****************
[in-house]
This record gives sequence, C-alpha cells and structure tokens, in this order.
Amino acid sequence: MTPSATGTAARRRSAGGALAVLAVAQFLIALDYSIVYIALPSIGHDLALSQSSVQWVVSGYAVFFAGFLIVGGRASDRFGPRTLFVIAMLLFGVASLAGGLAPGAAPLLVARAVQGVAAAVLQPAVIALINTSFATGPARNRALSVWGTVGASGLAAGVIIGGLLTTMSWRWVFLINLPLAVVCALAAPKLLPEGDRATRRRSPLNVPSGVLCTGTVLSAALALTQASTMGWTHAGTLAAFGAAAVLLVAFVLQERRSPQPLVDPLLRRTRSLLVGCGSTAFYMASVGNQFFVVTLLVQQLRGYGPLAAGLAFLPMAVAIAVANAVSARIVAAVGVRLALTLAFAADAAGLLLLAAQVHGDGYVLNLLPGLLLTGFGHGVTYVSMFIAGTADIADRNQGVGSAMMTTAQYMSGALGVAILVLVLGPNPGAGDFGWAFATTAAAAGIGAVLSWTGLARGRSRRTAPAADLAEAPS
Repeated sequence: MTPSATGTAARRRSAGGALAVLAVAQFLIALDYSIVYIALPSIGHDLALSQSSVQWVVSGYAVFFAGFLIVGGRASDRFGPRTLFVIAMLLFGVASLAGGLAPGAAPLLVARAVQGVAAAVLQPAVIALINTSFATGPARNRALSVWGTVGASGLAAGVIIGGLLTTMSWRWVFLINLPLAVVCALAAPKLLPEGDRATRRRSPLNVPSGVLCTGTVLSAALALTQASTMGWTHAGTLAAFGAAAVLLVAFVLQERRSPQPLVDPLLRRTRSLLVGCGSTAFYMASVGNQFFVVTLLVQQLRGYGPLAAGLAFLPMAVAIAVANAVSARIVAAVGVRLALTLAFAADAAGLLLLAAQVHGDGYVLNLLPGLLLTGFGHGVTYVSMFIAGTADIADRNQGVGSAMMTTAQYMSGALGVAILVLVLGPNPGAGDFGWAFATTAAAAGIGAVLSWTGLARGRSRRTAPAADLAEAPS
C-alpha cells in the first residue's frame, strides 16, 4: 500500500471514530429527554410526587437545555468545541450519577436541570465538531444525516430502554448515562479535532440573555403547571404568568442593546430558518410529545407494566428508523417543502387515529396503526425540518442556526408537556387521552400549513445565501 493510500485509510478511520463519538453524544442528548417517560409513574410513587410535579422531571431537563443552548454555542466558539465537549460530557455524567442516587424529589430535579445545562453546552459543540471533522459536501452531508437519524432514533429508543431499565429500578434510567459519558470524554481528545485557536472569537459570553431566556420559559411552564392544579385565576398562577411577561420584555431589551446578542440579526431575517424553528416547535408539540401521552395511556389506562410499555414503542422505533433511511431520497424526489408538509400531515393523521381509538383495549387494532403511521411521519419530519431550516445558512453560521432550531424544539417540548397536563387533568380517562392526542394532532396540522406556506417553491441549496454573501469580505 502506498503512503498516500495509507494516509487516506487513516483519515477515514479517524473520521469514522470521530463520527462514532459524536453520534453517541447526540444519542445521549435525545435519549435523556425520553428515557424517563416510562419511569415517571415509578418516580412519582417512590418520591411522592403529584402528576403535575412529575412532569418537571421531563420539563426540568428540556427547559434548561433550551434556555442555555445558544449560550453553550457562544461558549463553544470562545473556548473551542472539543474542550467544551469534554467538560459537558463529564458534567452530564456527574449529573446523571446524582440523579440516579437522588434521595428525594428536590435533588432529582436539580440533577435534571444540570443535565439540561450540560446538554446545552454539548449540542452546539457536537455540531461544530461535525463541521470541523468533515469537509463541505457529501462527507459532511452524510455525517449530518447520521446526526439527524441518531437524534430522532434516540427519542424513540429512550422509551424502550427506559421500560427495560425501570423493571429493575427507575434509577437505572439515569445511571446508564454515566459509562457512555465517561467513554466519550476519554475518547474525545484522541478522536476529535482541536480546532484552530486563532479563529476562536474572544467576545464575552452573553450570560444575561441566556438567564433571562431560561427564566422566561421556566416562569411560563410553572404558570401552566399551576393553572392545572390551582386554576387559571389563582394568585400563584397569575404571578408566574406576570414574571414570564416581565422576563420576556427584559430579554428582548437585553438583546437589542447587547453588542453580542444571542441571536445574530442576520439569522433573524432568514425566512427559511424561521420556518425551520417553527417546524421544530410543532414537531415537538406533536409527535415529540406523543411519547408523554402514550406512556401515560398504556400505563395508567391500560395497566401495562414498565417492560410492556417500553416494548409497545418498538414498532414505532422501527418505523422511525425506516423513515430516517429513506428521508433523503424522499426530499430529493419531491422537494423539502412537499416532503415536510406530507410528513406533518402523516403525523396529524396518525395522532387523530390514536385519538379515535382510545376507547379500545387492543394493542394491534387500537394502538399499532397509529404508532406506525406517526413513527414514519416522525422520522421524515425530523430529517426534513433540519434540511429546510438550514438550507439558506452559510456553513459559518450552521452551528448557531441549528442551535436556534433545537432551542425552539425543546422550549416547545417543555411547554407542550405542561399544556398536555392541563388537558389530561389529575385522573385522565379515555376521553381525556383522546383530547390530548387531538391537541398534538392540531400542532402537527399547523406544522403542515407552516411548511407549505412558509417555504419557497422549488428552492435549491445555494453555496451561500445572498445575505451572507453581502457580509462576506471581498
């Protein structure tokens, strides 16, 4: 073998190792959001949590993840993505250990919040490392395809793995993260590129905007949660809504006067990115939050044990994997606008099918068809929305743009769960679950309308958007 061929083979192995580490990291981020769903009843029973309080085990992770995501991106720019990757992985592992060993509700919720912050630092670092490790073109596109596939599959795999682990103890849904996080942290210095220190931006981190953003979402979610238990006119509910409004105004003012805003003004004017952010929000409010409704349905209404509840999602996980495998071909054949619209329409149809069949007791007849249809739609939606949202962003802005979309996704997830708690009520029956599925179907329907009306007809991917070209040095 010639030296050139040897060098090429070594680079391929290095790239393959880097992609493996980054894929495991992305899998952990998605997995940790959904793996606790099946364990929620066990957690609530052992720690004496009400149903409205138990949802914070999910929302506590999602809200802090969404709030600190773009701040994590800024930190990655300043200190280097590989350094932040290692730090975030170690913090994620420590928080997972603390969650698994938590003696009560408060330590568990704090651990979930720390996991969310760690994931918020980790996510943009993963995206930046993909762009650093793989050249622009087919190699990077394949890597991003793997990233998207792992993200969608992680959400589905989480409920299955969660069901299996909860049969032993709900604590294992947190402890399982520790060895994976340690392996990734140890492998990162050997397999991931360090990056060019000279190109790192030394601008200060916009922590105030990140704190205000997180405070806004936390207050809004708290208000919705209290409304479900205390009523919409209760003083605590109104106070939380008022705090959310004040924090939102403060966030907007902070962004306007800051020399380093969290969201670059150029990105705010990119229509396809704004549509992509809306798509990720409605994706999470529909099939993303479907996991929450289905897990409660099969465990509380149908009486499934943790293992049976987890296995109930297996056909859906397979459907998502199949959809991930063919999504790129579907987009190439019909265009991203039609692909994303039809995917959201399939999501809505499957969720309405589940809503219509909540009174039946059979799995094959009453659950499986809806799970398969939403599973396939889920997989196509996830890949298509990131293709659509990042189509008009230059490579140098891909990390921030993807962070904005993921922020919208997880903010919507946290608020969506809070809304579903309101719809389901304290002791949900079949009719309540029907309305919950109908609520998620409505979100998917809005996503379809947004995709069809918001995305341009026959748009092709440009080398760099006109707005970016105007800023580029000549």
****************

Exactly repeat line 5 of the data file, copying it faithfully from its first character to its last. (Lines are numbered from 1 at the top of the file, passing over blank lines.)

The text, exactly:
C-alpha cells in the first residue's frame, strides 16, 4: 500500500471514530429527554410526587437545555468545541450519577436541570465538531444525516430502554448515562479535532440573555403547571404568568442593546430558518410529545407494566428508523417543502387515529396503526425540518442556526408537556387521552400549513445565501 493510500485509510478511520463519538453524544442528548417517560409513574410513587410535579422531571431537563443552548454555542466558539465537549460530557455524567442516587424529589430535579445545562453546552459543540471533522459536501452531508437519524432514533429508543431499565429500578434510567459519558470524554481528545485557536472569537459570553431566556420559559411552564392544579385565576398562577411577561420584555431589551446578542440579526431575517424553528416547535408539540401521552395511556389506562410499555414503542422505533433511511431520497424526489408538509400531515393523521381509538383495549387494532403511521411521519419530519431550516445558512453560521432550531424544539417540548397536563387533568380517562392526542394532532396540522406556506417553491441549496454573501469580505 502506498503512503498516500495509507494516509487516506487513516483519515477515514479517524473520521469514522470521530463520527462514532459524536453520534453517541447526540444519542445521549435525545435519549435523556425520553428515557424517563416510562419511569415517571415509578418516580412519582417512590418520591411522592403529584402528576403535575412529575412532569418537571421531563420539563426540568428540556427547559434548561433550551434556555442555555445558544449560550453553550457562544461558549463553544470562545473556548473551542472539543474542550467544551469534554467538560459537558463529564458534567452530564456527574449529573446523571446524582440523579440516579437522588434521595428525594428536590435533588432529582436539580440533577435534571444540570443535565439540561450540560446538554446545552454539548449540542452546539457536537455540531461544530461535525463541521470541523468533515469537509463541505457529501462527507459532511452524510455525517449530518447520521446526526439527524441518531437524534430522532434516540427519542424513540429512550422509551424502550427506559421500560427495560425501570423493571429493575427507575434509577437505572439515569445511571446508564454515566459509562457512555465517561467513554466519550476519554475518547474525545484522541478522536476529535482541536480546532484552530486563532479563529476562536474572544467576545464575552452573553450570560444575561441566556438567564433571562431560561427564566422566561421556566416562569411560563410553572404558570401552566399551576393553572392545572390551582386554576387559571389563582394568585400563584397569575404571578408566574406576570414574571414570564416581565422576563420576556427584559430579554428582548437585553438583546437589542447587547453588542453580542444571542441571536445574530442576520439569522433573524432568514425566512427559511424561521420556518425551520417553527417546524421544530410543532414537531415537538406533536409527535415529540406523543411519547408523554402514550406512556401515560398504556400505563395508567391500560395497566401495562414498565417492560410492556417500553416494548409497545418498538414498532414505532422501527418505523422511525425506516423513515430516517429513506428521508433523503424522499426530499430529493419531491422537494423539502412537499416532503415536510406530507410528513406533518402523516403525523396529524396518525395522532387523530390514536385519538379515535382510545376507547379500545387492543394493542394491534387500537394502538399499532397509529404508532406506525406517526413513527414514519416522525422520522421524515425530523430529517426534513433540519434540511429546510438550514438550507439558506452559510456553513459559518450552521452551528448557531441549528442551535436556534433545537432551542425552539425543546422550549416547545417543555411547554407542550405542561399544556398536555392541563388537558389530561389529575385522573385522565379515555376521553381525556383522546383530547390530548387531538391537541398534538392540531400542532402537527399547523406544522403542515407552516411548511407549505412558509417555504419557497422549488428552492435549491445555494453555496451561500445572498445575505451572507453581502457580509462576506471581498